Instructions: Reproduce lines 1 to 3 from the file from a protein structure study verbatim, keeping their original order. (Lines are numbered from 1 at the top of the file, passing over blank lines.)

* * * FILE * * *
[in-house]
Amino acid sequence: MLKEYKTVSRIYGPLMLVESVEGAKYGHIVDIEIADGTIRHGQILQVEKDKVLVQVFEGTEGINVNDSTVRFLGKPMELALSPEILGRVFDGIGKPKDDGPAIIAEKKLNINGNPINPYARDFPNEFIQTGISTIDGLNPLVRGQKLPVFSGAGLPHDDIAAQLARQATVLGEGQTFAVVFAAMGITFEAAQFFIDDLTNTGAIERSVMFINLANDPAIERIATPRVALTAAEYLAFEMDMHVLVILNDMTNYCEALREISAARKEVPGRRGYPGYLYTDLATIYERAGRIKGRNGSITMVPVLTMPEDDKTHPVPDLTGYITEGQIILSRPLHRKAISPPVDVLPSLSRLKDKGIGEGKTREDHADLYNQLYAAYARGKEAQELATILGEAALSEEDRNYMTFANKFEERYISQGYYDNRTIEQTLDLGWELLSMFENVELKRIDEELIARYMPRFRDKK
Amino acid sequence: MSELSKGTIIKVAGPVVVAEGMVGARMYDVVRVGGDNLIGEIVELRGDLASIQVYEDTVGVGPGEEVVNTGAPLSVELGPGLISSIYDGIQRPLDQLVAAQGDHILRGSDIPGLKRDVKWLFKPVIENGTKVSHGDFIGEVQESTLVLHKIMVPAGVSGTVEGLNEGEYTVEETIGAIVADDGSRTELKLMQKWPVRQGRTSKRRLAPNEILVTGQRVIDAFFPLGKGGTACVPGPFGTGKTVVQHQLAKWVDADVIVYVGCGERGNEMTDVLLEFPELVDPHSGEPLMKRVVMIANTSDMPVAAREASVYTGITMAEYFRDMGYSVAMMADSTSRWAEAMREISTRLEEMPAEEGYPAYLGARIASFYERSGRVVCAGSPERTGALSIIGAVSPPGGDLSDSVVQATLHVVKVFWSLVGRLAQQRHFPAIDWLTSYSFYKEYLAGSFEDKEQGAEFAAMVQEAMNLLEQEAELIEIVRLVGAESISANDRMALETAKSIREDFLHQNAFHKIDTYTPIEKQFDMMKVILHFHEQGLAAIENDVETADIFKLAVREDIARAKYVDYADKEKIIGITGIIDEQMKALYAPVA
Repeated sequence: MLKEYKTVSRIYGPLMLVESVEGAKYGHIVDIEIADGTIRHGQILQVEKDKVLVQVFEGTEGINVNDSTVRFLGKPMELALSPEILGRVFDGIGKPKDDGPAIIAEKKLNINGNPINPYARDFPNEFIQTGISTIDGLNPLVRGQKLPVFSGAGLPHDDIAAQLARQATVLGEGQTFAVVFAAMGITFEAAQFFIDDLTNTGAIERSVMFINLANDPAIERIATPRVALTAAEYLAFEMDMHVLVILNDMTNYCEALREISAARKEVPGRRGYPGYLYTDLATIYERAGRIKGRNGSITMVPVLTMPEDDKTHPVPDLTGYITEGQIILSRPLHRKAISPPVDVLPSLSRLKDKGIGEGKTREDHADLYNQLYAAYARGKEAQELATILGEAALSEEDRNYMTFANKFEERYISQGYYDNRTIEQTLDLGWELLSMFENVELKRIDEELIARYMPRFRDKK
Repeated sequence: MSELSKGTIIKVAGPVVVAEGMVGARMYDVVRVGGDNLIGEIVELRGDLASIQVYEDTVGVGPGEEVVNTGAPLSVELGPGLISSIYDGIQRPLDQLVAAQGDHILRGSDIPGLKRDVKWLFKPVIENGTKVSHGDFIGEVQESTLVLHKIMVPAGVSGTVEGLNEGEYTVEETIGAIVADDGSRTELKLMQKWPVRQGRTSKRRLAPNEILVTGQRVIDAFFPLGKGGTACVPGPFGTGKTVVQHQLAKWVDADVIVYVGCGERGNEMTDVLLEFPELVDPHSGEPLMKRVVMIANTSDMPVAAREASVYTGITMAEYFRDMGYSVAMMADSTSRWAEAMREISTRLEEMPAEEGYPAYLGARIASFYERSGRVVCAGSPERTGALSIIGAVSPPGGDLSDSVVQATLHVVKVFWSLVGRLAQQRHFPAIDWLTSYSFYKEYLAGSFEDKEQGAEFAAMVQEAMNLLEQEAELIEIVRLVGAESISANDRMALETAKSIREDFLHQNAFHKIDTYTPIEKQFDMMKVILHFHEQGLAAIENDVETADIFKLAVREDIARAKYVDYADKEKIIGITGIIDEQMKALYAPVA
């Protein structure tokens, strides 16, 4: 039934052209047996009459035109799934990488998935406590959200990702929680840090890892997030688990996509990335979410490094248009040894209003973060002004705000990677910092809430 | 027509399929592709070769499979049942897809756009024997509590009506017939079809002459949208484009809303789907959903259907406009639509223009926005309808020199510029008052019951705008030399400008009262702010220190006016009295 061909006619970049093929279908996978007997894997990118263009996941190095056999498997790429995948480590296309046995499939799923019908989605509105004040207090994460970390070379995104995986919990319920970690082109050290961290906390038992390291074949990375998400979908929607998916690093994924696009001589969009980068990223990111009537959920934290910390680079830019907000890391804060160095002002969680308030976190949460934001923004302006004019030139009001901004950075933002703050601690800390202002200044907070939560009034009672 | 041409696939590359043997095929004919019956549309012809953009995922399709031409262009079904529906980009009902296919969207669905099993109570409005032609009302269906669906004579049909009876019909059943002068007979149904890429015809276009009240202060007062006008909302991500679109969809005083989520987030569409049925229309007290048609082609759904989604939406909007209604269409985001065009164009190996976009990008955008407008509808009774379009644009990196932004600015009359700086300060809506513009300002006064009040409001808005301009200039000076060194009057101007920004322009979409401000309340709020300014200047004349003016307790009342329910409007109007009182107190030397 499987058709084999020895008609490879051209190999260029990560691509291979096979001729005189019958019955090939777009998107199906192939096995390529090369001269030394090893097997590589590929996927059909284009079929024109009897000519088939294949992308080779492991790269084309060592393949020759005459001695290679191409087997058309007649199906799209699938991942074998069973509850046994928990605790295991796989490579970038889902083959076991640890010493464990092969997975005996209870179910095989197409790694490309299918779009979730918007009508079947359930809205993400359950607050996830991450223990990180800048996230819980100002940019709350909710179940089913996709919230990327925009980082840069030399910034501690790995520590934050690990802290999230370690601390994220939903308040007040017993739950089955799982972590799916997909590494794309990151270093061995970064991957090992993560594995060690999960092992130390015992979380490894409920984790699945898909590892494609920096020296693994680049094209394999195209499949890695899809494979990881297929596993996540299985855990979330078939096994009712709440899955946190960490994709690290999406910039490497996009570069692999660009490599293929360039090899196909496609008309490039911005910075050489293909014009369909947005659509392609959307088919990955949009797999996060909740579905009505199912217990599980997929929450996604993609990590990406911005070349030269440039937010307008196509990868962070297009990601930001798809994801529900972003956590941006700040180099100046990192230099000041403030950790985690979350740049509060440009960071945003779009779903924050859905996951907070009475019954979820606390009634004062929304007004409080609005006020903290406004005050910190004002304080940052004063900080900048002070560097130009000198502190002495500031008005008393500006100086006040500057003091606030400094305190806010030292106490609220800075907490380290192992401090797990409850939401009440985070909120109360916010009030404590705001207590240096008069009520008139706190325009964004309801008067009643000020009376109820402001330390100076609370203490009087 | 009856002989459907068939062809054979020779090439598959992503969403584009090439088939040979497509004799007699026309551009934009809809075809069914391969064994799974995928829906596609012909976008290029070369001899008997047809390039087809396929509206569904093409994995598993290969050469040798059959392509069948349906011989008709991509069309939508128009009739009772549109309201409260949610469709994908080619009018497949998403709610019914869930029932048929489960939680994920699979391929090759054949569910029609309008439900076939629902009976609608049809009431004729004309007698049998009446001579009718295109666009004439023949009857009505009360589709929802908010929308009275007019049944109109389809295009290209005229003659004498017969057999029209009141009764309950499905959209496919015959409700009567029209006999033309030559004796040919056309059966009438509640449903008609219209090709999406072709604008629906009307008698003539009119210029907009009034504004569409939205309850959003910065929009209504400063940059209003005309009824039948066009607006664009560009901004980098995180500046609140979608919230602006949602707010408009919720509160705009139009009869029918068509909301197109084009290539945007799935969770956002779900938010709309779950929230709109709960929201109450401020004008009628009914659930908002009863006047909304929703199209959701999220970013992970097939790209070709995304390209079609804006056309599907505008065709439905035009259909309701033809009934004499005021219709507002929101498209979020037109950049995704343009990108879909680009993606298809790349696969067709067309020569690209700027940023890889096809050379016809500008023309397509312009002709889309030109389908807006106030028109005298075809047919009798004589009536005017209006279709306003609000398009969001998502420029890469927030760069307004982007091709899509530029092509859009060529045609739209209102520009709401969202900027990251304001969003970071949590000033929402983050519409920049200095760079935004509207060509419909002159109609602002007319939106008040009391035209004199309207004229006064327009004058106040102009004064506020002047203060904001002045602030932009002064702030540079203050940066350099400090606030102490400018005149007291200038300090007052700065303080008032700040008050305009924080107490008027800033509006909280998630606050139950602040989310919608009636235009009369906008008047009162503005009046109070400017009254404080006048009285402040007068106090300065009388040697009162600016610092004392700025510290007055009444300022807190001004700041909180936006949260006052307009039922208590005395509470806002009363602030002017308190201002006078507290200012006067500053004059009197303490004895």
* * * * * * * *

[in-house]
Amino acid sequence: MLKEYKTVSRIYGPLMLVESVEGAKYGHIVDIEIADGTIRHGQILQVEKDKVLVQVFEGTEGINVNDSTVRFLGKPMELALSPEILGRVFDGIGKPKDDGPAIIAEKKLNINGNPINPYARDFPNEFIQTGISTIDGLNPLVRGQKLPVFSGAGLPHDDIAAQLARQATVLGEGQTFAVVFAAMGITFEAAQFFIDDLTNTGAIERSVMFINLANDPAIERIATPRVALTAAEYLAFEMDMHVLVILNDMTNYCEALREISAARKEVPGRRGYPGYLYTDLATIYERAGRIKGRNGSITMVPVLTMPEDDKTHPVPDLTGYITEGQIILSRPLHRKAISPPVDVLPSLSRLKDKGIGEGKTREDHADLYNQLYAAYARGKEAQELATILGEAALSEEDRNYMTFANKFEERYISQGYYDNRTIEQTLDLGWELLSMFENVELKRIDEELIARYMPRFRDKK
Amino acid sequence: MSELSKGTIIKVAGPVVVAEGMVGARMYDVVRVGGDNLIGEIVELRGDLASIQVYEDTVGVGPGEEVVNTGAPLSVELGPGLISSIYDGIQRPLDQLVAAQGDHILRGSDIPGLKRDVKWLFKPVIENGTKVSHGDFIGEVQESTLVLHKIMVPAGVSGTVEGLNEGEYTVEETIGAIVADDGSRTELKLMQKWPVRQGRTSKRRLAPNEILVTGQRVIDAFFPLGKGGTACVPGPFGTGKTVVQHQLAKWVDADVIVYVGCGERGNEMTDVLLEFPELVDPHSGEPLMKRVVMIANTSDMPVAAREASVYTGITMAEYFRDMGYSVAMMADSTSRWAEAMREISTRLEEMPAEEGYPAYLGARIASFYERSGRVVCAGSPERTGALSIIGAVSPPGGDLSDSVVQATLHVVKVFWSLVGRLAQQRHFPAIDWLTSYSFYKEYLAGSFEDKEQGAEFAAMVQEAMNLLEQEAELIEIVRLVGAESISANDRMALETAKSIREDFLHQNAFHKIDTYTPIEKQFDMMKVILHFHEQGLAAIENDVETADIFKLAVREDIARAKYVDYADKEKIIGITGIIDEQMKALYAPVA